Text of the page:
What you need to know: The 1 vs. 8 matchup is perhaps the biggest mismatch of any first round playoff series. Atlanta snuck into the playoffs with a sub .500 record and has a disastrous Eastern conference to thank. Indiana on the other hand seems to be back on track after last week’s win over Oklahoma City. The Pacers ended the year as the number two team in terms of points allowed a game and will need Paul George and Roy Hibbert to be themselves to guarantee a series win. The Hawks were able to split the season series 2-2 which should also give them confidence.
Telling Stat: 47.2% If Atlanta wants to pull the upset, it will need sharpshooter Kyle Korver to continue his record breaking shooting season. On the season he is shooting 5.6 three pointers a game and making 2.6 of them per night which gives the Hawks the ability to rack up points in bunches.
What you need to know:Just as it seems to happen every year, the Spurs quietly enter the playoffs with the NBA’s best record at 62-20. Likely coach of the year Gregg Popovich has again gotten San Antonio to the top seed behind stars Tim Duncan, Manu Ginobili, Tony Parker and a supporting cast led by Kawhi Leonard. Trying to slow down the Spurs will be longtime rival Dallas, who ended up with the 8th seed as a result of their season ending loss to the Grizzlies. As has been the case with nearly every Mavs team in the Nowitski era, the team is a top 10 offense, but also a top third defensive team. The key to a Dallas upset however is likely to be rebounding where they rank 26th in the league as opposed to the Spurs 12th ranking on the glass.
Slow starts. There might be nothing more frustrating to a fantasy owner than a player who gets off to a slow start. You spend tens of hours researching a player, decided he is the guy you want to draft and when to draft him, only to have “your” player not hit for the first two weeks of the season. No doubt it is frustrating, but it is also an opportunity. In a season-long fantasy league, it is a chance to perhaps buy a good player from a frustrated owner at a discount. In daily leagues, slow starts mean that potentially good players see their salaries plummet. This week I present to you a list of players off to slow starts who you should consider in your daily fantasy league or going after in your yearly fantasy leagues.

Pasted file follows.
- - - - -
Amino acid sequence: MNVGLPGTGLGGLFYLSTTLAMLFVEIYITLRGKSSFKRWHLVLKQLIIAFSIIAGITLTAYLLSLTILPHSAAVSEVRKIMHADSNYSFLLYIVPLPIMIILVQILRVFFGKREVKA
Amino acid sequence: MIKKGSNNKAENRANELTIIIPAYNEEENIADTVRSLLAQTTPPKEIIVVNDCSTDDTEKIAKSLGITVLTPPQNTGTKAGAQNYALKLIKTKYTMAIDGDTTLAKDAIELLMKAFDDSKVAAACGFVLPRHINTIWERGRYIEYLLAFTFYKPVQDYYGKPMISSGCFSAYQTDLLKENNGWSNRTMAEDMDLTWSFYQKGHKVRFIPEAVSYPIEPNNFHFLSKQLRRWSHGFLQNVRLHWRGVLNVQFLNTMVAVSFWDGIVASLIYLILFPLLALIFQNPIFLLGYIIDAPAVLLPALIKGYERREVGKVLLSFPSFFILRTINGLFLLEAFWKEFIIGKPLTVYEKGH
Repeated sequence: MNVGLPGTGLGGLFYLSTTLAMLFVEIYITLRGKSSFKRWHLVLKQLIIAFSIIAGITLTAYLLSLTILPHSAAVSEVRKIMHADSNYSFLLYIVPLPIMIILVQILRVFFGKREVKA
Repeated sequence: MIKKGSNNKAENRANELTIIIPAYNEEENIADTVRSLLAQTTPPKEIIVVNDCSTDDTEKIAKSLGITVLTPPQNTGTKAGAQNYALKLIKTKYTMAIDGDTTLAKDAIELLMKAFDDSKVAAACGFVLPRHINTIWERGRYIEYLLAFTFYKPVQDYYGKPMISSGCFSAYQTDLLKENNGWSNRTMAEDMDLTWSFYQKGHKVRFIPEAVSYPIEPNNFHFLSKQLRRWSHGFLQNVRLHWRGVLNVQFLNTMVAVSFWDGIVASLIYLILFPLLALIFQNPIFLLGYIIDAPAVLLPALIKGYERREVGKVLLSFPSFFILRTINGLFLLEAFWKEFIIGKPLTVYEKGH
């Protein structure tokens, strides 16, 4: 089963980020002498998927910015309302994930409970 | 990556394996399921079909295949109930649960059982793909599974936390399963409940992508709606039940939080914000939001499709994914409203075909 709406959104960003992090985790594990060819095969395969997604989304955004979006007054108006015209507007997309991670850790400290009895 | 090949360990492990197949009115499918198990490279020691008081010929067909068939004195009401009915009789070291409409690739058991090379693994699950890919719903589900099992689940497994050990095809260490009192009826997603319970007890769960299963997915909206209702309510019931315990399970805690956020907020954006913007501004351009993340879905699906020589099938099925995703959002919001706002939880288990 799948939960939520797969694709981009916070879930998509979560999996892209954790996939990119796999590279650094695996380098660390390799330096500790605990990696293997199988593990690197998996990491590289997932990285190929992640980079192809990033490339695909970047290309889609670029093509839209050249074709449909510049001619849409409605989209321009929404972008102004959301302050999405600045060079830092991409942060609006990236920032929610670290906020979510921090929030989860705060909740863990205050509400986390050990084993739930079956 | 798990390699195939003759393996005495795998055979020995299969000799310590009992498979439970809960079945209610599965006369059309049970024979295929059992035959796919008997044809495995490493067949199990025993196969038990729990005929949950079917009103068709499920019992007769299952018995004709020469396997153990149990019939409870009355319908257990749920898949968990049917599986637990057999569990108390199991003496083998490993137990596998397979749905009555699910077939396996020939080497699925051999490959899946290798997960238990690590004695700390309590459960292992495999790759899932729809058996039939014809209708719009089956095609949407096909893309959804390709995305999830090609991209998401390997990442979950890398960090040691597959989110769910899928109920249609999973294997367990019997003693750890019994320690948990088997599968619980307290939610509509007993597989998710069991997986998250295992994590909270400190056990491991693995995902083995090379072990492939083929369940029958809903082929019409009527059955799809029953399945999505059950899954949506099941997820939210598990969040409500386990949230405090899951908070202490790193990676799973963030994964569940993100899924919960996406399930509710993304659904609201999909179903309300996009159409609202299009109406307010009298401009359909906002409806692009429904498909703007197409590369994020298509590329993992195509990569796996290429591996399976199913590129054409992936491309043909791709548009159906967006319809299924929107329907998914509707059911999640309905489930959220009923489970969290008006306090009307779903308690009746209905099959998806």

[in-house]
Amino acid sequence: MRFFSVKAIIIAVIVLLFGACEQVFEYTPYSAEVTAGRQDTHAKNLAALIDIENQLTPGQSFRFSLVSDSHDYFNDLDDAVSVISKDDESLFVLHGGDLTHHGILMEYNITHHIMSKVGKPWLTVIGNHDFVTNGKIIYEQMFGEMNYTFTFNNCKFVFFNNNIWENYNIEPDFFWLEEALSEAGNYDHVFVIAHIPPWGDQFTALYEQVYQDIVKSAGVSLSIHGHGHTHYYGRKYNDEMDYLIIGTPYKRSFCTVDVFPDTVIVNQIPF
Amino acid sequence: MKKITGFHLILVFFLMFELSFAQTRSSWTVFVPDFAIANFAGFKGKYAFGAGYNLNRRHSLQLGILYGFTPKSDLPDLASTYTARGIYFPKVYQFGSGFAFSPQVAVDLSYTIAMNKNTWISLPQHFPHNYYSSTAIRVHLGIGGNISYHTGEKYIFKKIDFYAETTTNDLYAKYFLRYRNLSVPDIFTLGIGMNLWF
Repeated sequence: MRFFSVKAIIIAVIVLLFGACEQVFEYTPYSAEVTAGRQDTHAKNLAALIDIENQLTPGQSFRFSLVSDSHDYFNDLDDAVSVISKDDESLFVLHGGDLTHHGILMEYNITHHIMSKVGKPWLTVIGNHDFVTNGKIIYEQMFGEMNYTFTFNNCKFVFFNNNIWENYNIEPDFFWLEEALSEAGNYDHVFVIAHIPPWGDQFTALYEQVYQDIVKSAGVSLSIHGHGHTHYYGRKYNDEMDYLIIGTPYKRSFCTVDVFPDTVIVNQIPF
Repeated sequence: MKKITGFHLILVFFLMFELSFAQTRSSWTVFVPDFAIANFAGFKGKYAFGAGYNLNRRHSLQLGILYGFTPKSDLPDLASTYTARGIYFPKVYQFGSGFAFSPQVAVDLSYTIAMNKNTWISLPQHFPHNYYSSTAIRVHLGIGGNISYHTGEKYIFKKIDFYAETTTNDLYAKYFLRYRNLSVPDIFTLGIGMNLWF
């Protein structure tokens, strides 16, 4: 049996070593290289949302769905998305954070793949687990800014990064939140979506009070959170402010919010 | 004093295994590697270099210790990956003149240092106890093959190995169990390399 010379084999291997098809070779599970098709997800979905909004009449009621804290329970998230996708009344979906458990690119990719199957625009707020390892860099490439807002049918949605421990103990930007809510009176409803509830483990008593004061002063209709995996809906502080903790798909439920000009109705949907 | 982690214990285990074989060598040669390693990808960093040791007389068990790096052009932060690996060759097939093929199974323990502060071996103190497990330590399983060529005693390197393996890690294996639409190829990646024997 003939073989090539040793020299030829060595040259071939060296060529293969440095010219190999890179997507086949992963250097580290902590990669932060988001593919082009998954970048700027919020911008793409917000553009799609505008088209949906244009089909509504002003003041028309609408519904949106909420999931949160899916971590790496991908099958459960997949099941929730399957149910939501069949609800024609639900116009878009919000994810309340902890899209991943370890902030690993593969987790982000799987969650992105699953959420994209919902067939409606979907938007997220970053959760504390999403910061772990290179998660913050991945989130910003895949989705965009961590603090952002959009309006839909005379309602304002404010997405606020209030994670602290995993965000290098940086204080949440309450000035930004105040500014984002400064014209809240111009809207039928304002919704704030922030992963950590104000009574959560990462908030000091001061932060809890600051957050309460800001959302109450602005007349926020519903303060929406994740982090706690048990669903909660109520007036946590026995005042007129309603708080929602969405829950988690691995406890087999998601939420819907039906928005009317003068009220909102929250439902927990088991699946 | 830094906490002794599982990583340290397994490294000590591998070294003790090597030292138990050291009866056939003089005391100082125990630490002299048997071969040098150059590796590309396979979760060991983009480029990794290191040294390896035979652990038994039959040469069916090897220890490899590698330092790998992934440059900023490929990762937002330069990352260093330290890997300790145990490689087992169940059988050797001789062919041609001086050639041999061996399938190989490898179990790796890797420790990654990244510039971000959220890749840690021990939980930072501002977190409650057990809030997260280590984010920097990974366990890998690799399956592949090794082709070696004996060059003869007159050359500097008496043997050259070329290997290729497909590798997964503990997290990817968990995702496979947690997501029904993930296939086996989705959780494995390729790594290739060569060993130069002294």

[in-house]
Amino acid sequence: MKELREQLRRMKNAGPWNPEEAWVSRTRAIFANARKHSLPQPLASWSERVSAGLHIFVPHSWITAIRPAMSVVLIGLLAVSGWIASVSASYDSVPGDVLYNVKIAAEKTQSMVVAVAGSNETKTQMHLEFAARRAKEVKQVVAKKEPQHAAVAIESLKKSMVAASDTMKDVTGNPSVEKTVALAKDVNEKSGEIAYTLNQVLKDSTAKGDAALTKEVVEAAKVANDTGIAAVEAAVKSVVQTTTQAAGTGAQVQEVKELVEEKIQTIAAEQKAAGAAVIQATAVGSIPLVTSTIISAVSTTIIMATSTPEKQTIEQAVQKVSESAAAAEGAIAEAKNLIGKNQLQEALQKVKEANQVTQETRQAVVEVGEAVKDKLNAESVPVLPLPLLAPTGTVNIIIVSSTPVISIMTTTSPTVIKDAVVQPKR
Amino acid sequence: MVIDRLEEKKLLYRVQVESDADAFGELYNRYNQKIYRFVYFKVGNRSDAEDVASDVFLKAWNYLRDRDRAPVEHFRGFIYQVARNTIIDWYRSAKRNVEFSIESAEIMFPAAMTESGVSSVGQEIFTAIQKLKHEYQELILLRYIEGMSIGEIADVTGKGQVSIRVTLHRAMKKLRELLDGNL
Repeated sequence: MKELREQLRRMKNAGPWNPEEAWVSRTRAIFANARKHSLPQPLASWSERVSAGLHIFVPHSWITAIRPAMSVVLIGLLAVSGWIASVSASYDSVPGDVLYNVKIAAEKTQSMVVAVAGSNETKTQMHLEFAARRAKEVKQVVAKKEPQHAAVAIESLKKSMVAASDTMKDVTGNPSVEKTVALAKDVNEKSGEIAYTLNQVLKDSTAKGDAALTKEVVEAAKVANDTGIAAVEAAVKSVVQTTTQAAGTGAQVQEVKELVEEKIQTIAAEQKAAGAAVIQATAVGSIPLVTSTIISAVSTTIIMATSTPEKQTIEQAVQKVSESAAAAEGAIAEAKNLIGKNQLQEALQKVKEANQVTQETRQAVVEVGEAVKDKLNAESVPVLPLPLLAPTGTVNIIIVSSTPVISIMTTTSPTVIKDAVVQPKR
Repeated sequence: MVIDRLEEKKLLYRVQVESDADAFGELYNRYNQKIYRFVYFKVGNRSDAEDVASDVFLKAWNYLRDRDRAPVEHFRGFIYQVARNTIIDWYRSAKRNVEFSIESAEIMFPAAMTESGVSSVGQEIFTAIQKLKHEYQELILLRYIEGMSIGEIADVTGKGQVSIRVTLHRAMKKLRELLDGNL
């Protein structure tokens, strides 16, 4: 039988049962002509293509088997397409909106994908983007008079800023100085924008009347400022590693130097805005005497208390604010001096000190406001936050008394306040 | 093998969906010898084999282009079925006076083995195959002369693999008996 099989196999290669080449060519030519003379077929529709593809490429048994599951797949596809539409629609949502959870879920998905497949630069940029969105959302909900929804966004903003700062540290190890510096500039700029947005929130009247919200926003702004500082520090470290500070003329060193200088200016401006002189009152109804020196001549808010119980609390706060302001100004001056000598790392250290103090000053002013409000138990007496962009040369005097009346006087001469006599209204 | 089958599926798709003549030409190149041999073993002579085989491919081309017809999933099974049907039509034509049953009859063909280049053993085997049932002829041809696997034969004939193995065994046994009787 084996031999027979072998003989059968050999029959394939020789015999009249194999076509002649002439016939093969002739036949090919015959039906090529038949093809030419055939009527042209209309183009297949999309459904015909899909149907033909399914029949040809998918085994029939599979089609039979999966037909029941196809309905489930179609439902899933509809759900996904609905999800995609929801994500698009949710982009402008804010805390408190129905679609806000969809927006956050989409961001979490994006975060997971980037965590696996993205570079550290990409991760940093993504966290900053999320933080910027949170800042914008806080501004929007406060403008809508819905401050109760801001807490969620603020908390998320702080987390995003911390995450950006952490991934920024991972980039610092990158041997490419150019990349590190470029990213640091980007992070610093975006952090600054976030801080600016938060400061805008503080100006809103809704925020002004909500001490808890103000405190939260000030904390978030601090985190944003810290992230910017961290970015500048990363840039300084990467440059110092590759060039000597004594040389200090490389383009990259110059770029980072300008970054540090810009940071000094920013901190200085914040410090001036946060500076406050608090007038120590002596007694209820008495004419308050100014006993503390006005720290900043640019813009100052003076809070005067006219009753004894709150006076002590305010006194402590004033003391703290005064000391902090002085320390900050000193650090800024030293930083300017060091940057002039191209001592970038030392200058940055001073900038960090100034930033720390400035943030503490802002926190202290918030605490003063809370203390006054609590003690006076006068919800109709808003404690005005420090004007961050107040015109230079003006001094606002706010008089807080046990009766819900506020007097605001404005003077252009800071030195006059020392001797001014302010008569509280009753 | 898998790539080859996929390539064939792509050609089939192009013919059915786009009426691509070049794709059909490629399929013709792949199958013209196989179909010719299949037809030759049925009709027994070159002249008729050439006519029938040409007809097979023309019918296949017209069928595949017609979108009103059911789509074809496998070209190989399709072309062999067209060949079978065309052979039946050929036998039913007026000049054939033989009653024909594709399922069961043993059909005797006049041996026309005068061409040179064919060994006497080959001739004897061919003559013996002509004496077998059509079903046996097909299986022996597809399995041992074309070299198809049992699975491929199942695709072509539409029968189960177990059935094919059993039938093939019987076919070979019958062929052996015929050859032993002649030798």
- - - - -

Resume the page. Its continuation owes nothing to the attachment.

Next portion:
Note: All stats as of April 12.
“Value” is an overused word these days, although there is no denying that everyone is looking to get the most out of a buck, even in the world of daily fantasy sports.
There is value to be found at the grocery store (buy one 12-pack of Diet Coke, get the next one free), restaurants (McDonald’s Value Menu, which is quite crap-a-licous) and even at clothing/shoe stores (I can buy a whole mess of those Footlocker T-shirts for $40).
The end is near. While the end is always near in daily fantasy leagues, we have little more than a week remaining in “regular” fantasy leagues. I think this is actually the most enjoyable time for fantasy basketball. Why? Because you get to do things that you would never consider. For example, if you are in a position where you cannot gain or lose ground in rebounds or points and need steals, you drop Zach Randolph for Michael Carter-Williams or Corey Brewer . You can get away with seemingly insane moves now because there is no tomorrow. If you have a chance to win, you do whatever is within the rules to win. If a player is not on your undroppable list then you can drop him. You add a “bad” player if he provides a stat that can actually help you. Call it the kitchen sink approach, you throw everything you can at you opponents.
Here is our last batch of streakers for the season. Whether you are looking for that one player to bring you a title in a roto league or a good, cheap one night play in a salary cap league, these are the guys you want to be looking at this week. As a reminder, these are widely available/cheap players, you do not need me to tell you that James Harden would be a nice player to have on your team.